Coordinated Capacity Calculation (CCC) is one of core RSC services established with a goal to allocate available cross-border electricity transfer capacity for different time horizons, in order to maximise transfer capacity offered to the market. Capacity Calculation Region (CCRs) represents the geographic area in which unique CCC methodology is applied. CCRs are established by Agency for the Cooperation of Energy Regulators (ACER) and currently there are 10 CCRs.
In general terms, the CCC procedure takes place in two different time frames:
1. Long-term capacity calculation for the year- and month-ahead market time frames is considered to be coordinated by the TSOs at regional level to ensure that capacity calculation is reliable, and that optimal capacity is made available to the market. Harmonized long-term cross-the-region capacity allocation rules require the establishment of a single allocation mechanism at that regional level. It is up to the TSOs to commonly agree what percentage of the capacity should be allocated on the long term and what percentage on the short term. Further on, after long term allocations, the rest of available capacity is subject of allocation on a short-term basis.
The Network Code on Forward Capacity Allocation (FCA) deals with rules for long term markets, the forward markets. These have an important role in allowing market participants to secure capacity on cross border lines a long time in advance and therefore have a sort of trade insurance.
2. Short-term capacity calculation refers to the combination of day-ahead, intraday and balancing time frames, where the available capacity needs to be calculated in a coordinated manner by the involved TSOs and regional RSC. For this purpose, they should also use a CGM including estimates of generation, load and network status for each hour. The Generation and Load Data Provision (GLDP) methodology clarify which generation units and loads are required to provide information to their respective TSOs for the purposes of capacity calculation.
Network code on Capacity Allocation & Congestion Management (CACM) sets out rules for allocation of available cross-border capacity on the electricity transmission infrastructure in day-ahead and intraday timescales, and outlines the way in which capacity is calculated across the different bidding zones. The goal of the CACM guideline is to provide the coordination and harmonization of capacity calculation and allocation in the day-ahead and intraday cross-border markets. CACM guideline specify that there are two permissible approaches when calculating cross-zonal capacity:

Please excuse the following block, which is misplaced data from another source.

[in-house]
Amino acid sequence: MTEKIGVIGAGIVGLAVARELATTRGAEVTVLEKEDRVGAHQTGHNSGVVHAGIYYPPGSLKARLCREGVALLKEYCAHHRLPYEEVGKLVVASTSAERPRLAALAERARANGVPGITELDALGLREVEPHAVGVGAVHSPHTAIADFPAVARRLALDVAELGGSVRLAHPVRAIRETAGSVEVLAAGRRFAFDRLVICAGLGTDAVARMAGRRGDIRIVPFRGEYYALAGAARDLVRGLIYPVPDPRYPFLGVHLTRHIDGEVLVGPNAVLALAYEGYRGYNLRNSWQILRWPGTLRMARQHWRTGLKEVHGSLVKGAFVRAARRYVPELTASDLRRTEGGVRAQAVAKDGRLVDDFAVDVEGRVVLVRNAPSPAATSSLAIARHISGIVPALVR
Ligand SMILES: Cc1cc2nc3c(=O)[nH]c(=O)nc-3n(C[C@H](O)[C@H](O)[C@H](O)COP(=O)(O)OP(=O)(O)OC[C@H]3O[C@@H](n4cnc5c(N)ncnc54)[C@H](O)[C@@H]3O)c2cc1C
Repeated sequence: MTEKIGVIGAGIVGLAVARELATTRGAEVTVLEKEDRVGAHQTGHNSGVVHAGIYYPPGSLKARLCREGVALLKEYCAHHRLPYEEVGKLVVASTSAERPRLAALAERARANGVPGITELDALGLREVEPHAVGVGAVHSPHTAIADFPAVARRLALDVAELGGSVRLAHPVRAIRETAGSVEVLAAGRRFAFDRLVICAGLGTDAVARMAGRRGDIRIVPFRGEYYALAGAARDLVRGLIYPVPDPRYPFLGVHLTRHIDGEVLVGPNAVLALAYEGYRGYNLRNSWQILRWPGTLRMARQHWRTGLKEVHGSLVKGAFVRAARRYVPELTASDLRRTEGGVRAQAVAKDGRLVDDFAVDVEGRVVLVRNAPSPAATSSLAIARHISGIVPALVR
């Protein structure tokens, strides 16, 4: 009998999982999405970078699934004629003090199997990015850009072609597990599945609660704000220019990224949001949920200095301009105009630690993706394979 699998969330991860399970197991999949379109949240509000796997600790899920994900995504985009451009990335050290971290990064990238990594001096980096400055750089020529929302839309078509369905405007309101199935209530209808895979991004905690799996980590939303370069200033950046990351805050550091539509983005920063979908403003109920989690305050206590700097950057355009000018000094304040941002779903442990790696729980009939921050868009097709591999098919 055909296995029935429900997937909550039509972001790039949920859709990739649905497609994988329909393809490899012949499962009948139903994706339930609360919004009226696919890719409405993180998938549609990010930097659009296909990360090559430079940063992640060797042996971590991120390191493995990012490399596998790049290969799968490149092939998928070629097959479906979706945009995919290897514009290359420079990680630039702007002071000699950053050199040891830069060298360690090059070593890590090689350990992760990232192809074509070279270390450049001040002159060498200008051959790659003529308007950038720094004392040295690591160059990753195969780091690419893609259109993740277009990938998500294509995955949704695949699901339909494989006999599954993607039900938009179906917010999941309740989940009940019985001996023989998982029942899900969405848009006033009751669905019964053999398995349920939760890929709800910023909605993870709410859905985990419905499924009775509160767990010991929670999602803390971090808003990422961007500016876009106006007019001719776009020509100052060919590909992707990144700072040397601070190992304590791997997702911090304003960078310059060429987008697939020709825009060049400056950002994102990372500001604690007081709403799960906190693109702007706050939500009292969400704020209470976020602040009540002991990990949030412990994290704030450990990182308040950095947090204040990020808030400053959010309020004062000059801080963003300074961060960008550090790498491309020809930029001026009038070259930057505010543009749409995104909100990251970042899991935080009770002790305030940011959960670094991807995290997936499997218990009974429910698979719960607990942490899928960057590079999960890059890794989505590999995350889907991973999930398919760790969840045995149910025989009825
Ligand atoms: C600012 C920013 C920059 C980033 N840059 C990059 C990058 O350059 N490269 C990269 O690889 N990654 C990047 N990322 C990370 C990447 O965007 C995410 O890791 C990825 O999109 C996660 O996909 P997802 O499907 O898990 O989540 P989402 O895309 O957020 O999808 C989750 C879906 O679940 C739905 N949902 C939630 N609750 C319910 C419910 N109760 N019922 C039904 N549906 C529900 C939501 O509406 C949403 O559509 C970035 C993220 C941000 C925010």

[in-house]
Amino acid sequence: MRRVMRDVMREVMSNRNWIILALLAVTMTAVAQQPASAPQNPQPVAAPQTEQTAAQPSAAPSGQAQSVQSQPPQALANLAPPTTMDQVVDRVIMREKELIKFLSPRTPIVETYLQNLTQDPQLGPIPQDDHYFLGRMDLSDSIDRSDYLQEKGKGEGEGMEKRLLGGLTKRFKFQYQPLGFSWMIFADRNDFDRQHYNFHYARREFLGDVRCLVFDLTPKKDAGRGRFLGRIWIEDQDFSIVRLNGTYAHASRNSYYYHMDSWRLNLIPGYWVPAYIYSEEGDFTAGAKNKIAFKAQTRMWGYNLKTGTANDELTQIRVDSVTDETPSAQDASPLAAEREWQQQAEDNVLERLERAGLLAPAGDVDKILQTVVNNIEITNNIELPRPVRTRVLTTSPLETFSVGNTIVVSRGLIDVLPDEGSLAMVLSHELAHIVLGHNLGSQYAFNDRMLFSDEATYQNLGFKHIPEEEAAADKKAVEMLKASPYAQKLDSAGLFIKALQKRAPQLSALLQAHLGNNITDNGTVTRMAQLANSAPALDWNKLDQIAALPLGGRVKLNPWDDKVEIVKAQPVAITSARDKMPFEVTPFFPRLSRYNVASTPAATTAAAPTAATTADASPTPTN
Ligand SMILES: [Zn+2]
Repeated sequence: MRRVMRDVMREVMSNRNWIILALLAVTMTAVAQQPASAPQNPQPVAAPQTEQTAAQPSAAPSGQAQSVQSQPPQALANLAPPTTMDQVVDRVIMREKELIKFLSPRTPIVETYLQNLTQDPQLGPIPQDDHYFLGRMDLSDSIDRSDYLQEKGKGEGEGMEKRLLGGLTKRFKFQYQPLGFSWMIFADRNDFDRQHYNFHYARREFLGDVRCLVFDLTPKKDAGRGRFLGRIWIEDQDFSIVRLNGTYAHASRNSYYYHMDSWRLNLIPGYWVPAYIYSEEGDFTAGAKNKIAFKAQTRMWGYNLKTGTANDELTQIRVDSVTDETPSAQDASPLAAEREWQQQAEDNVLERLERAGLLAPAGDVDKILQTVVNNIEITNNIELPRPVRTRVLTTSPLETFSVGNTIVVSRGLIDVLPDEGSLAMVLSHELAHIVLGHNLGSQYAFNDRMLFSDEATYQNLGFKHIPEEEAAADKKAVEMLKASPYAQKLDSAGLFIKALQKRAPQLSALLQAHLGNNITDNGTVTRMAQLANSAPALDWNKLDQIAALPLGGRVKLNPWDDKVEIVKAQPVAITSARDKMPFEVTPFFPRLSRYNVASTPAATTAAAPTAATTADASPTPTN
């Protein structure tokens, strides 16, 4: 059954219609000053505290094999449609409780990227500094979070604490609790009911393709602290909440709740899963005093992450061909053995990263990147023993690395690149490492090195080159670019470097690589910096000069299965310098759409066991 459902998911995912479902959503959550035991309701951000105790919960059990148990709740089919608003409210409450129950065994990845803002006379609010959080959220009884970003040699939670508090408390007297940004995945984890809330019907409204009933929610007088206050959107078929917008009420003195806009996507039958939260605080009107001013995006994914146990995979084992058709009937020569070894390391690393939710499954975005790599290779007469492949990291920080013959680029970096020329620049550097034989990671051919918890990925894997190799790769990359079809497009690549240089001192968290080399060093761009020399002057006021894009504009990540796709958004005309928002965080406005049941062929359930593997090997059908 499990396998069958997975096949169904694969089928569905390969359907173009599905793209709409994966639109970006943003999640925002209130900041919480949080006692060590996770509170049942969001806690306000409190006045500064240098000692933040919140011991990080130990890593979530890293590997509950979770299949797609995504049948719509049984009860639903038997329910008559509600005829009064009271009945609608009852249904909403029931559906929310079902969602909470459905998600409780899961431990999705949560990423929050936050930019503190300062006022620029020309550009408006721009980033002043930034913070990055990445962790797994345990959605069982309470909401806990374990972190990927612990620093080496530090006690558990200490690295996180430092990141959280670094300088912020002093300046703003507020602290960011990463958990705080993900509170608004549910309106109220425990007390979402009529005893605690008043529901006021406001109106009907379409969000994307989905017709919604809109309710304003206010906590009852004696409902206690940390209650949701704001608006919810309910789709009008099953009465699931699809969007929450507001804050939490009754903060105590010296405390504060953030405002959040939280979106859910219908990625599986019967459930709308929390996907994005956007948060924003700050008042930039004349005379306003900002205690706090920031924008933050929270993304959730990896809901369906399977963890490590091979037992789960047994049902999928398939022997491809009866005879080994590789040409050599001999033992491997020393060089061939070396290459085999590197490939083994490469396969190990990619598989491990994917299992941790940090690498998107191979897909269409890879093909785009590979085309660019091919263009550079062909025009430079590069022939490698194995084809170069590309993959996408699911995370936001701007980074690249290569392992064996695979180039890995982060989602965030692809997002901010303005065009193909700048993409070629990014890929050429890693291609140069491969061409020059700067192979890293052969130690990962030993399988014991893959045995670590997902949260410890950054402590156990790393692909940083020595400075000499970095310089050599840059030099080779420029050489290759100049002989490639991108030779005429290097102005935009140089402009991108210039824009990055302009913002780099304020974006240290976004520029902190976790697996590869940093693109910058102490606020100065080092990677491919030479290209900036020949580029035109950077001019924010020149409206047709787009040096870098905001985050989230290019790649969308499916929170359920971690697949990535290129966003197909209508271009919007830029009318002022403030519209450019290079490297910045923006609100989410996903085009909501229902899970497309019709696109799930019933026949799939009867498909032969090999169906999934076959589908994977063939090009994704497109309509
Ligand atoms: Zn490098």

- Flow-Based (FB) approach or
- coordinated net transmission capacity (CNTC) approach.
SCC performs CNTC approach as a part of dry-run day-ahead CCC process for its TSO service users. This dry-run process means that each Monday SCC collect two days-ahead individual grid models (D-2 IGMs) from SEE TSOs and performs day-ahead CCC process for Wednesday. Prior to the CCC process, SCC creates D-2 CGMs for SEE region.
In contrast to the FB approach, CNTC approach determines Available Transfer Capacity (ATC) based on bilateral detection of congestions that are related with cross-border power flows. Basically, in CNTC approach ATC values on each border are determined independently by simulating power flow transaction between two areas – export area has stepwise increase of generation (or decrease of load), while import area has stepwise decrease of generation (or increase of load). This simulation process is performed until relevant congestion was detected, thus determining Total Transfer Capacity (TTC) – the maximum cross-border transmission capacity between two areas compatible with operational security standards applicable at each system if the future network conditions, generation and load patterns were perfectly known in advance.
However, uncertainties associated to the forecast of the power system state, for a given time period in the future, may decrease according to the selected time frame. The Transmission Reliability Margin (TRM) is a security margin that copes with uncertainties on the computed TTC values arising from:
- unintended deviations of physical flows during operation due to the physical functioning of load-frequency regulation,
- emergency exchanges between TSOs to cope with unexpected unbalanced situations in real time,
- inaccuracies, e.g. data collection and measurements”.
Net Transmission Capacity (NTC) is the maximum exchange between two areas compatible with security standards applicable in both areas (N-1 criteria) and taking into account the technical uncertainties on the future network conditions.
Finally, Available Transfer Capacity (ATC) is the transfer capacity remaining available between two interconnected areas for further commercial activity over and above already committed utilization of the transmission networks. ATC is calculated by subtracting Already Allocated Capacity (AAC), determined in month-ahead or year-ahead CCC process, from the NTC values obtained in D-1 CCC process:
The available cross-border capacity is one of the key inputs into the further market calculation process, in which all region bids and offers collected and matched, taking into account available cross-border capacity in an economically optimal manner.